Parish Churches existed in a monastic or cathedral church, as at Norwich, Kilkenny, Carlisle, Chester, Salisbury, and Hereford. Spanish cathedrals have usually an attached sagrario or parroquia, or parish church, which communicates with the main building; at Strengnas, in the south aisle, there is a peasants church. Nice, like Manchester and Ripon, are also parish churches. The Austin canons of Thornton, Carlisle, and Christchurch, and the secular canons at Hereford and Chichester, left the naves open for the parish altar;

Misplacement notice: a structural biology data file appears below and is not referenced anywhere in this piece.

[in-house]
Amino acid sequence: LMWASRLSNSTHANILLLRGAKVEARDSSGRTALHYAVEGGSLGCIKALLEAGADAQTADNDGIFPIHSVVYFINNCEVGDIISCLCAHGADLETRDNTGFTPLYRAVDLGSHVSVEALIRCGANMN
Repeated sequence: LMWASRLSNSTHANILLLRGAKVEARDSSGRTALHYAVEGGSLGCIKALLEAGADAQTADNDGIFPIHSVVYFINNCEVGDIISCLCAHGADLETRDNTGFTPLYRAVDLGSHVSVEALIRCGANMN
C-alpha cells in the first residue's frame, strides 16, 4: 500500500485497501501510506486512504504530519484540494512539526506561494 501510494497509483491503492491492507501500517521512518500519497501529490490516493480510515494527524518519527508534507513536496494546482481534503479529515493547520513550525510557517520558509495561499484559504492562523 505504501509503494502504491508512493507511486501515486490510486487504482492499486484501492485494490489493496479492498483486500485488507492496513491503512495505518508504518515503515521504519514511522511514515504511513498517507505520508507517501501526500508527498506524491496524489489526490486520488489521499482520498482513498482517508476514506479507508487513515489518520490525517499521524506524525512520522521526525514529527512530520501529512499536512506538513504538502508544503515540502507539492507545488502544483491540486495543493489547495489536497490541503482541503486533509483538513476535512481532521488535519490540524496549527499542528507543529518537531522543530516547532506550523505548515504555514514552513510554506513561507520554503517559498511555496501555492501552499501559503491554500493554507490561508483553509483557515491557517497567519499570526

the Benedictines, who at Rochester, Westminster, St. Alban's, and other places, built a separate parish church, yet tolerated it within the nave at Bodmin and Tynemouth. At Romsey, Marrick, St. Helen's (Bishopsgate), Croyland, and Dunstable, the north aisle, and at Leominster the south aisle, formed a parish church. At Lincoln bishop Sutton removed the parishioners of St. Mary Magdalene out of the nave. In order to give still further relief at Chichester, Scarborough, and Manchester, side chapels were erected externally to the nave aisles; a large chapel at York and a church of St. Cross at Ely were appended on the north, as at Rochester and Waltham on the south, of the nave; and at Sherborne a western ante-church.